A case can help protect your MacBook from bumps and scratches, keeping it in good cosmetic condition and protecting it from more serious damage. A poorly designed or inappropriate case can stop air from circulating, however, leading to problems with overheating. If your MacBook is overheating in its case, the case itself may not be the culprit -- issues such as blocked vents can also cause your computer to overheat.
Normal Operating Temperature
It is normal for MacBooks and other portable computers to become warm while in use. Areas near the screen's hinge can become warm, as can the base. If your MacBook is becoming uncomfortably warm while resting on your lap, move it to a stable surface, or use a cooling pad.
What is Overheating?
While a rise in temperature is normal, too much heat can impair your MacBook's performance and may cause lasting damage. Signs that your unit is overheating include slowing down, freezing and shutting down unexpectedly. The MacBook's internal monitoring capabilities let it recognize dangerously high temperatures and perform an automatic shutdown. Repeated or prolonged overheating can damage the MacBook's internal components and may affect the useful life of your battery.
Overheating in the Case
Cases can increase the tendency of any portable computer to overheat. They can form an insulating layer around the unit so that heat does no disperse away from the case; thicker materials will make this worse, as will materials with greater insulating properties -- hard plastic may be better than foams, which trap more heat, while metal cases conduct heat and disperse it. A case may also obstruct the Macbook's vents, blocking the air circulation that helps keep the device cool. This is especially true of cases not designed for use with a MacBook, as these may be poorly designed. Your case should have stand-offs ("feet") to lift the base of the MacBook clear of the case so air can circulate underneath it. The case should also be vented to allow warm air to escape and cool air to be drawn into the MacBook. Do not keep other items such as papers inside the case, as these can block air circulation.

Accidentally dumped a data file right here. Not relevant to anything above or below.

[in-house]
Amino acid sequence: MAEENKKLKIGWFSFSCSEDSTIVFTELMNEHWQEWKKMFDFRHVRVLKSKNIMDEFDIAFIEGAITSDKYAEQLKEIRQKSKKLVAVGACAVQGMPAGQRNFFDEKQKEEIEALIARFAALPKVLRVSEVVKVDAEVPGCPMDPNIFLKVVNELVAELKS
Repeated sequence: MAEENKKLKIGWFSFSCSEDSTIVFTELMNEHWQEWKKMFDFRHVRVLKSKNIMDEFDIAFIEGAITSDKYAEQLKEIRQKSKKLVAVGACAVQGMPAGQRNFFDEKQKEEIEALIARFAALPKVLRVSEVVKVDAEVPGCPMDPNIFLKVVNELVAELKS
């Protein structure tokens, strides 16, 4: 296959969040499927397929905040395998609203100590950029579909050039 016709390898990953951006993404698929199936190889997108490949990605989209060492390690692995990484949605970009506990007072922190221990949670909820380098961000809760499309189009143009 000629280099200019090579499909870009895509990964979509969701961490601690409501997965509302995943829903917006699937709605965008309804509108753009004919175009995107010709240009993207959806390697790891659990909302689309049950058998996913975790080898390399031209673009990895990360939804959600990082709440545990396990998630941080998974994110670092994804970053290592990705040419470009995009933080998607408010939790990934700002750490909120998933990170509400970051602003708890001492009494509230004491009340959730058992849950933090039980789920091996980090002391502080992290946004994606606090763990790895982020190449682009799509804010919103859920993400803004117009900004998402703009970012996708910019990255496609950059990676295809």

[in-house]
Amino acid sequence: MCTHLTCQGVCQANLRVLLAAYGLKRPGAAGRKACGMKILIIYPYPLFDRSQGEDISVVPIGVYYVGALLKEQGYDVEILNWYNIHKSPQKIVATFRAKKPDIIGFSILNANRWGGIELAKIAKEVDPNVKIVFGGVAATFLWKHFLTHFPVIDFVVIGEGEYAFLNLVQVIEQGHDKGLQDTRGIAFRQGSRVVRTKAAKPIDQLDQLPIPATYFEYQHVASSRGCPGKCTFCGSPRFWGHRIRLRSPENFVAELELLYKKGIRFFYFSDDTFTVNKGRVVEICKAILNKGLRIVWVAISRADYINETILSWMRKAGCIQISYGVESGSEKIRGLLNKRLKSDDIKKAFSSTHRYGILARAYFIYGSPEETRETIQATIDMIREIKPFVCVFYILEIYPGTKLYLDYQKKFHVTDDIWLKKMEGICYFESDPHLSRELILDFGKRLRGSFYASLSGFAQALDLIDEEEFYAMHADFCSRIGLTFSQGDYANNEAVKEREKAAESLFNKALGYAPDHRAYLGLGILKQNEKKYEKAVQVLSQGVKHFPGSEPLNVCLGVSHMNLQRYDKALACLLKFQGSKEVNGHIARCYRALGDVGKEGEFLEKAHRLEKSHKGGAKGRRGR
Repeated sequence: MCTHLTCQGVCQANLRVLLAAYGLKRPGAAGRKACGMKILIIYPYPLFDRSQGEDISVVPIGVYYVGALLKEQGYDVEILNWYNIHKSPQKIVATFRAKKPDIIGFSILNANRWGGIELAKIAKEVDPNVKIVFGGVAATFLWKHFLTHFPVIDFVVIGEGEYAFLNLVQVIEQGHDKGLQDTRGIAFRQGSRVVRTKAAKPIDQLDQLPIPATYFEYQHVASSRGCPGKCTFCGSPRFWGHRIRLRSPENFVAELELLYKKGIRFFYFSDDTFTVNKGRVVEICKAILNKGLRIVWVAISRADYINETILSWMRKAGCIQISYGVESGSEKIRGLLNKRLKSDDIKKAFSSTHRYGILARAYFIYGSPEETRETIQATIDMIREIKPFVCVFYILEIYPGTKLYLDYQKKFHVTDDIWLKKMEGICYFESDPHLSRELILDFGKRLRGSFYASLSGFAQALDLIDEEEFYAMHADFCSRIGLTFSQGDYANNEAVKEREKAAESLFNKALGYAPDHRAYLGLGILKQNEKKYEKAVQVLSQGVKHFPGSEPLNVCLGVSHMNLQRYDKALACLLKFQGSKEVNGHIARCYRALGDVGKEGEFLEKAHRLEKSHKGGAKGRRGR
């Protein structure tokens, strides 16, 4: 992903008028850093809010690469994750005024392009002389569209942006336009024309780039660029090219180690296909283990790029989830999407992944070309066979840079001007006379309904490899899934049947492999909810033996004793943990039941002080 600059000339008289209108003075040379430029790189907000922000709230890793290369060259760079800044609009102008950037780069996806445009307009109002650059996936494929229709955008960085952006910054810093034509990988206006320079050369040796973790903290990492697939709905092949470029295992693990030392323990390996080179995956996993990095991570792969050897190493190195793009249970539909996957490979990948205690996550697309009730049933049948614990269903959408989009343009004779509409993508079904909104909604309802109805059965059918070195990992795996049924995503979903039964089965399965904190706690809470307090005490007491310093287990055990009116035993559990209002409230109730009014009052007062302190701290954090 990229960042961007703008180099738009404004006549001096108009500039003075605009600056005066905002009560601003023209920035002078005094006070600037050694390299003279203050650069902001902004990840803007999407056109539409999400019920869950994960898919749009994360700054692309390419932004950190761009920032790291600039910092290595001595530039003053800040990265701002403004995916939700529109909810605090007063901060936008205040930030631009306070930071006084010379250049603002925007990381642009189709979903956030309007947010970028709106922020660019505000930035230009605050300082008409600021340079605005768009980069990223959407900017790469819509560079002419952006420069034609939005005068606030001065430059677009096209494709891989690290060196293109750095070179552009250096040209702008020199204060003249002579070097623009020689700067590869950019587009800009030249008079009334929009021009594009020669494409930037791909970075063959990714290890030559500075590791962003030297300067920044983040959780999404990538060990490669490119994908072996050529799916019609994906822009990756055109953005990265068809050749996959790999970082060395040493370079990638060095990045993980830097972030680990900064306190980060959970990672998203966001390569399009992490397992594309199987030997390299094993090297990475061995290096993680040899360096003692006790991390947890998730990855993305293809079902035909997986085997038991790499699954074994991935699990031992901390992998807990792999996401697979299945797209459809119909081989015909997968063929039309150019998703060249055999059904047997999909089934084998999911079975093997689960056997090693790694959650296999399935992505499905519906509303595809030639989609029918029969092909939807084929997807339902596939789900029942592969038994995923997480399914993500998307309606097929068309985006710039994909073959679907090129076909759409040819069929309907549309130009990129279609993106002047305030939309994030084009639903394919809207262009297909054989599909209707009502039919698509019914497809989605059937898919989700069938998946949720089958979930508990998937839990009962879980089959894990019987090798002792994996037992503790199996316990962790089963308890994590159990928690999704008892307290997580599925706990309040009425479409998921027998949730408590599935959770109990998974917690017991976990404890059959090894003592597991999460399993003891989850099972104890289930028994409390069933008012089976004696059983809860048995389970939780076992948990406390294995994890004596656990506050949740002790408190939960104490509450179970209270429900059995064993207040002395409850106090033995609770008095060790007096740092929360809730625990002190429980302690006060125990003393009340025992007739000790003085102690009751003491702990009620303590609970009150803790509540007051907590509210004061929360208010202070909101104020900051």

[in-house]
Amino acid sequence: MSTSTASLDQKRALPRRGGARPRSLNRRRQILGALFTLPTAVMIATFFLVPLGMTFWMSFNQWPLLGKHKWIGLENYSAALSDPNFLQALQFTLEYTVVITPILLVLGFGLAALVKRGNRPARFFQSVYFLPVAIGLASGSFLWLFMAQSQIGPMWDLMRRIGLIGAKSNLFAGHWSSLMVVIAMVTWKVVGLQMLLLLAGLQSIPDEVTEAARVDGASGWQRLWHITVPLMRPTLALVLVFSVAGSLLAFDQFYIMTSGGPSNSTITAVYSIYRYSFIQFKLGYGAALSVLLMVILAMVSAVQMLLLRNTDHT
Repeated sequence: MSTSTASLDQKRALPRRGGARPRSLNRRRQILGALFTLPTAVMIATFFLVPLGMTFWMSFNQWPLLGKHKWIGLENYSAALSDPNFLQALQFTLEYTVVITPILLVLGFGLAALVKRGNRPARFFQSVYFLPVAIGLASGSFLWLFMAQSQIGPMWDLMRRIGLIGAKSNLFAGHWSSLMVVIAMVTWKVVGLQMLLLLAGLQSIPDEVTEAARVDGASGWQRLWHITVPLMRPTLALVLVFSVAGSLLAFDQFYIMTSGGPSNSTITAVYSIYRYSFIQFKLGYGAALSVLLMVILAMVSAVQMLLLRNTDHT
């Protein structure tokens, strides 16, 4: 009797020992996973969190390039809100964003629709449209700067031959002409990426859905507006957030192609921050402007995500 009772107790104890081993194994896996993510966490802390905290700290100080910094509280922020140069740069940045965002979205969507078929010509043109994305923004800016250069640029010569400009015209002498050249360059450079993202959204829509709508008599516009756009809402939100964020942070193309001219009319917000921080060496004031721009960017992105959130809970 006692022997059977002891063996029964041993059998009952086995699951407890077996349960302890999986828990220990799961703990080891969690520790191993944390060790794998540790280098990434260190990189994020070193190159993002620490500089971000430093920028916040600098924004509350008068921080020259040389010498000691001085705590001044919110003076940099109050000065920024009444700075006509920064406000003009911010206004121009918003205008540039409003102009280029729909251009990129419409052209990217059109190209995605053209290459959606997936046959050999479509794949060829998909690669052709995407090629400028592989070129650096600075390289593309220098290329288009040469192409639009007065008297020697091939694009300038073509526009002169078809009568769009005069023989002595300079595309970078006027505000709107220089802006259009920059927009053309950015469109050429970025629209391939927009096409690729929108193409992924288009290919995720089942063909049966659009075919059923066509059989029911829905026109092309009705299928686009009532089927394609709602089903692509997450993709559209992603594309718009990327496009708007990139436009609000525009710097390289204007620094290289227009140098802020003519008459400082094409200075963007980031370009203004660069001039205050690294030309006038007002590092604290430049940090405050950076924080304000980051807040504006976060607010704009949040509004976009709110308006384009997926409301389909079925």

To find out if the case is at fault, remove the MacBook and run it without the case. If it doesn't overheat, then your case is probably the culprit. Use the MacBook without a case or try a different case, preferably one designed by Apple for your particular MacBook model. If the computer continues to overheat, the case is not the problem, and you must continue looking for a solution.
Other Causes of Overheating
Keeping your MacBook's software and firmware up to date can help stop overheating. Resting your MacBook on the couch cushions or propping it on your comforter as you read in bed may be tempting; however, soft surfaces obstruct vents and stop air from reaching the base of the unit. Place your MacBook on a desk or table, or invest in a cooling pad. Another cause of overheating is an obstruction in the vents; dust, foreign objects and sometimes the protective film applied by the factory can all block vents and contribute to overheating. Check that all the vents are clear; if they are blocked, turn off your MacBook, disconnect it from the power and remove the battery. Remove any foreign objects that you can see, and use compressed air to blow away dust or wipe the area very gently with a soft lint-free cloth. If this doesn't resolve the problem, seek professional advice.
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